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Sirius Minerals funding fits Hancock's Asia focused ‘mining to dining’ strategy

Hancock is best known for its iron ore operations in Australia’s Pilbara region, but more recently it has been investing in Asia focussed agriculture businesses.

Growing tomatoes ... one of the potential crops suited to Sirius Minerals' Poly4 fertiliser product
Polyhalite has had more than 140 trials, across 24 crops in 13 countries.

Investment in Sirius Minerals PLC’s (LON:SXX) fertiliser project in North Yorkshire is a complementary extension of Gina Rhinehart’s ‘mining to dining’ strategy, says Yuen Low, analyst at Shore Capital.

Rhinehart, one of the world’s richest women, is investing US$300mln in the UK mine development via her company Hancock Prospecting.

Hancock, which will take US$50mln of Sirius shares, will form an important plank of the overall funding package for the AIM-listed group’s North Yorkshire Polyhalite Project.

Under the terms of the agreement, Hancock British Holdings is acquiring a 5% royalty on the first 13mln tonnes of fertiliser produced every year and 1% on anything over that output figure at a cost of US$250mln.

The funding won’t kick in once the initial US$630mln of remaining Phase 1 project financing has been secured and spent.

Hancock is best known for its iron ore operations in Australia’s Pilbara region, where it runs mines with Rio Tinto, but, it has in recent years invested in agricultural assets.

Notably, in partnership with a Singapore investor, it bid A$365mln for a cattle operation spanning an area (almost) the size of Scotland.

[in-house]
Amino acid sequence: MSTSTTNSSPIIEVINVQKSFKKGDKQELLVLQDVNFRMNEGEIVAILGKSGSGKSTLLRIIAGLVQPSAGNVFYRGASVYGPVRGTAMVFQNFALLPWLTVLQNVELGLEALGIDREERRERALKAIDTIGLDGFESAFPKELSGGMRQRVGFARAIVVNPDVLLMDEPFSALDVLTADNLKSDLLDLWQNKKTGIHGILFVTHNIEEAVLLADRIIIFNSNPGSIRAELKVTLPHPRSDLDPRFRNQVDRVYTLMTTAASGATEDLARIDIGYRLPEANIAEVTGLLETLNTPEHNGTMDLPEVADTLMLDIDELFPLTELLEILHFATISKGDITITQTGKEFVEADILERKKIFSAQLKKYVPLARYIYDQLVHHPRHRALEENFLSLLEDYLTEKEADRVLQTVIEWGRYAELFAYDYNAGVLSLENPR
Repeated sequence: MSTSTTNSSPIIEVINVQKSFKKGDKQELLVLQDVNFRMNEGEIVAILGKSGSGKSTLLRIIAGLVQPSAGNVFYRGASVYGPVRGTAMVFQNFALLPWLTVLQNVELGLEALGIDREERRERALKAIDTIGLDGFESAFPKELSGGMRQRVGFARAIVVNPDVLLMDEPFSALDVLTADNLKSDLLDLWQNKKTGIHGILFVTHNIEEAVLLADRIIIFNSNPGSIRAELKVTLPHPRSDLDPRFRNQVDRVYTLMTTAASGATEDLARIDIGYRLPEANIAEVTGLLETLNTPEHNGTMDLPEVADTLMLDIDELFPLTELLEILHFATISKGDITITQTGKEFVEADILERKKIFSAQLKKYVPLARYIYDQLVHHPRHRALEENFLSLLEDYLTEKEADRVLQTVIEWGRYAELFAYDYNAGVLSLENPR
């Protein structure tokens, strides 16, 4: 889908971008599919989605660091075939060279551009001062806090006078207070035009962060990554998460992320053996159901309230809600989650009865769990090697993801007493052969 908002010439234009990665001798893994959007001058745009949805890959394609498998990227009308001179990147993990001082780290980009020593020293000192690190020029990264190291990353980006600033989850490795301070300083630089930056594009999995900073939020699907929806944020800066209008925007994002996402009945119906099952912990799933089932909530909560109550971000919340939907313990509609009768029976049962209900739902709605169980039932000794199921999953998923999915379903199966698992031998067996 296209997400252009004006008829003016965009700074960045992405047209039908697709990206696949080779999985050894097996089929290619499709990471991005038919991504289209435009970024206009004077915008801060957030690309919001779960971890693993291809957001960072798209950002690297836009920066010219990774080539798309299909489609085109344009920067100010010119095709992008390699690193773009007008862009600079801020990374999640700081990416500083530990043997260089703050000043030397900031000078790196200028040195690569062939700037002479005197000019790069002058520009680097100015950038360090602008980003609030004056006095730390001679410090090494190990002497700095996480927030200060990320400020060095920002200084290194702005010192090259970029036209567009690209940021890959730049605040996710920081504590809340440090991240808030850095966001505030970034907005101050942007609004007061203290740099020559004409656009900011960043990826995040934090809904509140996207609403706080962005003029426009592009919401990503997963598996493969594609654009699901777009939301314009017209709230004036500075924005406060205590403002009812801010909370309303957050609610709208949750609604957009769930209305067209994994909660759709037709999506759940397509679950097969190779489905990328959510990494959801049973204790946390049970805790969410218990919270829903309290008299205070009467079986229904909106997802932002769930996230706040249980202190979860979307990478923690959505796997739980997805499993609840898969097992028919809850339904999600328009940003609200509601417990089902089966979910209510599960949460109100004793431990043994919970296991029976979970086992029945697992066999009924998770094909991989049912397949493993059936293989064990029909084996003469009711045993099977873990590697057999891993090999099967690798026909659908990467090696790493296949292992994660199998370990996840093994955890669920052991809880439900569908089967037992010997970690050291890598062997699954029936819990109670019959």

“Hancock’s recent focus on agriculture was the result of it identifying a fast-growing Asian demand for higher-quality foods," Low says.

“We believe that Hancock identified an investment in Sirius as a logical, complementary extension of this strategy.”

Low, in a note, explains that significant tracts of farmland in Asia suffer low productivity due to salt-induced degradation.

For Sirius, and its polyhalite product, this is significant as studies have shown the fertiliser is particularly effective in such conditions. The Poly4 product can be effective in a ‘soil conditioning’ role – it can stabilise soils, reduce erosion and cultural eutrophication, Low says.

He added: “Polyhalite’s multi-nutrient and low-chloride make-up is of particular benefit to high-value chloride-sensitive fruit and vegetable crops for which there is growing demand from increasingly wealthy Asian populations.”

The analyst describes the deal as a ‘resounding endorsement’ of Sirius and the North Yorkshire polyhalite project, where the now reduced Phase 1 funding requirement will be the last major piece of the jigsaw.

“We continue to anticipate the conclusion of Stage 1 financing during the autumn of 2016,” Low added.

“If all goes to plan, there would be no further need to raise equity thereafter, dilution would cease to be a concern, and we believe the resulting improved clarity on potential equity returns could trigger a significant re-rating.

“While Sirius is currently at development stage and still some years from becoming a cash flow-generating company, an investment in Sirius will become progressively de-risked and should enjoy significant value uplift as it advances towards production, we believe.”

Low rates Sirius Minerals as a ‘buy’.

Quick facts: Sirius Minerals PLC

Price: 3.49 GBX

LSE:SXX
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Market Cap: £244.98 m
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